Wednesday, May 19, 2021

Intel Silicon Photonics - the way forward

Intel presented at Networking Field Day on May 13, 2021 - I really recommend you check out the presentation on Silicon Photonics, you will likely learn something new if you are not staying super current on optical hardware. As a networking engineer, optics are a big part of what you deal with in designing and building networks. More importantly, it is likely the most expensive device per unit cost you will be buying for a regular data center deployment, or any deployment for that matter. So having an understanding of what is happening is critical to helping your company invest correctly and likely save some money in the process.

Some industry trends over the last 5-10 years are starting to dramatically change the landscape. If you are still doing MMF in your DC and still installing that as your primary fiber plant, it might be time to reconsider. Most DC builds are doing SMF for a wide variety of reasons. For today's 10/25/40/50/100/400G connections, SMF is likely more cost effective and gives you more options on how to build out your DC cable runs. To back this up, let's look at some data.

One of the interesting parts of what Intel shared was some trends on where Ethernet transceivers are going. Basically, 100G and 400G SMF is where things are heading and you need to plan and invest accordingly. And 400G SMF transceivers will start breaking away by 2023. This matches what I am seeing in the data center deployments I am involved with for customers. But it is nice to see industry data matching what you are seeing in the field.

So how is Intel innovating in the traditional transceiver business? They have found a way to produce a much more predictable, reliable and cost effective transceiver. I learned a lot from this presentation, and the surprise was how traditional transceivers are actually built. I had no idea some much manual and potential error prone process went into these devices. The traditional transceivers were more like custom kit cars versus modern car manufacturing. All the pieces have to fit and work and be precision placed and aligned. If any of that fails or doesn't work the transceiver fails. Compare that to an integrated optic which has everything designed and built as one discrete unit in silicon, it just makes so much sense that this is a better design and model for optics going forward. Check out the difference:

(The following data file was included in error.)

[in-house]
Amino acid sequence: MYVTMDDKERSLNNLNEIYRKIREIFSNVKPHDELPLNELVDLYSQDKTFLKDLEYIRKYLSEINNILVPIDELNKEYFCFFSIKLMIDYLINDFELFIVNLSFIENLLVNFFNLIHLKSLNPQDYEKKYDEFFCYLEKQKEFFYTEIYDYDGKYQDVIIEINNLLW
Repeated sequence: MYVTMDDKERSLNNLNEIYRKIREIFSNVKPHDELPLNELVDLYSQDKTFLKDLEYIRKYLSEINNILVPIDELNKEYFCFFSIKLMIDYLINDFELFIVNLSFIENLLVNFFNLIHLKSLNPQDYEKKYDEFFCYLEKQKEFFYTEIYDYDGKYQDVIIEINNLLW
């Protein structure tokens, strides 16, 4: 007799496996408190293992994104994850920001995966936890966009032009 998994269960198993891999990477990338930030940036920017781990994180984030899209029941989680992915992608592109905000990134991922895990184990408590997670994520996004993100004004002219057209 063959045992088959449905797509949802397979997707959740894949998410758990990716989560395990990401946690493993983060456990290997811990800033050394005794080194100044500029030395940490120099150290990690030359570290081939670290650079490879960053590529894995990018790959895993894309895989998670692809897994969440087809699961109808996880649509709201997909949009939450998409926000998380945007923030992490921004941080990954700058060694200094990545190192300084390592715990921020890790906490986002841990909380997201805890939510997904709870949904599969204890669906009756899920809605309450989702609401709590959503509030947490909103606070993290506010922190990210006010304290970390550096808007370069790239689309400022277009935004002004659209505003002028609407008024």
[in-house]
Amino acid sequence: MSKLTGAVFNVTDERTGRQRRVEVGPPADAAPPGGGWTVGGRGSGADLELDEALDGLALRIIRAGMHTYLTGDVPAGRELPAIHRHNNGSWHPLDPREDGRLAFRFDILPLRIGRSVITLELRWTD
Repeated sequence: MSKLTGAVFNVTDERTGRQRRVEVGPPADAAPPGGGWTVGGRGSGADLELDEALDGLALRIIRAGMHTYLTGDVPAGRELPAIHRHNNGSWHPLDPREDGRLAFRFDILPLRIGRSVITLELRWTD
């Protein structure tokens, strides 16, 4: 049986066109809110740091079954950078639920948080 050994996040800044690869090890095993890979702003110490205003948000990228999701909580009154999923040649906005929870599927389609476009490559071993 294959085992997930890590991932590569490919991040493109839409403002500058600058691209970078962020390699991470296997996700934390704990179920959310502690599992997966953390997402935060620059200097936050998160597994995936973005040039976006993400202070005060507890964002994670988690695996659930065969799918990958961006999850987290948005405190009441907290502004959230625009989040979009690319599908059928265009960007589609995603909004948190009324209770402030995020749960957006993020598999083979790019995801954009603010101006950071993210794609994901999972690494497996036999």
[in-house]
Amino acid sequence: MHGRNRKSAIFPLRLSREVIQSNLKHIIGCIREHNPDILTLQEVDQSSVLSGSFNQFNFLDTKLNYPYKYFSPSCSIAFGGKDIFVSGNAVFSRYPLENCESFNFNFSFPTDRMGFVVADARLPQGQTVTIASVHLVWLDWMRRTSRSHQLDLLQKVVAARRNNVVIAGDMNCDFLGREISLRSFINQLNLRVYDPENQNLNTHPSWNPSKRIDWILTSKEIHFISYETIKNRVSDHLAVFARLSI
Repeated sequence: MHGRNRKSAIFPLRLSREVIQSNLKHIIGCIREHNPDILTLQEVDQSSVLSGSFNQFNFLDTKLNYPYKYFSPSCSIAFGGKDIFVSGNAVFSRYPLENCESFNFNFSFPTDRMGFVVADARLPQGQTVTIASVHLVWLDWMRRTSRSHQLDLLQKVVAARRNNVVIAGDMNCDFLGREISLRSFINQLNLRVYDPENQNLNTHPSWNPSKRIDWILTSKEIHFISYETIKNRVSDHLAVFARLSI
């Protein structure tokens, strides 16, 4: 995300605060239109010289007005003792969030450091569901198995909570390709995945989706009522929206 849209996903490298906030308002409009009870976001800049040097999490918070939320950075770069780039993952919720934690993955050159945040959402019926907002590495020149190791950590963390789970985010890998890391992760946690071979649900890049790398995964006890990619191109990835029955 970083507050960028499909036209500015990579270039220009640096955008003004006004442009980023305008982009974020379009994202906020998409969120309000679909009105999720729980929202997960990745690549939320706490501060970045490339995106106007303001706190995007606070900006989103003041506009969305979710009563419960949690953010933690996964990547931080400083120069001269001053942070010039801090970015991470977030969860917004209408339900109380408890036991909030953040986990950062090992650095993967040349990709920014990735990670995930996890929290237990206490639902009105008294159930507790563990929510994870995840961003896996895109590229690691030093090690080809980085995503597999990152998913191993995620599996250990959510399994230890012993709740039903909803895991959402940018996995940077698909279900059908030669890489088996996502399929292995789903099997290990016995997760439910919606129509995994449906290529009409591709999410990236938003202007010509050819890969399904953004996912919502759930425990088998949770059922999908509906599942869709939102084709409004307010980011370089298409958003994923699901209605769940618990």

Then there is the next leap to changing how we think about optical completely. The move to co-packaged optics and changing from a pluggable format to just having the right optical interface on the device. It is a bit of a throw back to the days when an Ethernet interface or a Serialized interface was how you ordered your router and what was on that router was what you got. Modular interfaces wasn't a thing until later when multiple Ethernet quantity and multiple serial interface types were needed and making them modular was more cost effective. So, the density and cooling requirements for these devices will be much better than sticking with a pluggable design.

Intel has built a co-packaged optics Ethernet Switch to demonstrate what this could look like. Don't be surprised if this starts to become more common, especially when the higher density 100G/400G switches become the standard.

I had no idea how much innovation was happening in this space. Clearly Intel's investment in Silicon Photonics is going to change how networks are built, how much they cost and how fiber plant will be built today and the future. Check out the presentation and let me know what you think!

- Ed

In a spirit of fairness (and also because it is legally required by the FTC), I am posting this Disclosure Statement. It is intended to alert readers to funding or gifts that might influence my writing. My participation in Tech Field Day events was voluntary and I was invited to participate in NFD25. Tech Field Day is hosted by Gestalt IT and my hotel, transportation, food and beverage was/is paid for by Gestalt IT for the duration of the event, if travel was involved. In addition, small swag gifts or donations were/are provided by some of the sponsors of the event to delegates. It should be noted that there was/is no requirement to produce content about the sponsors and any content produced does not require review or editing by Gestalt IT or the sponsors of the event.

No comments: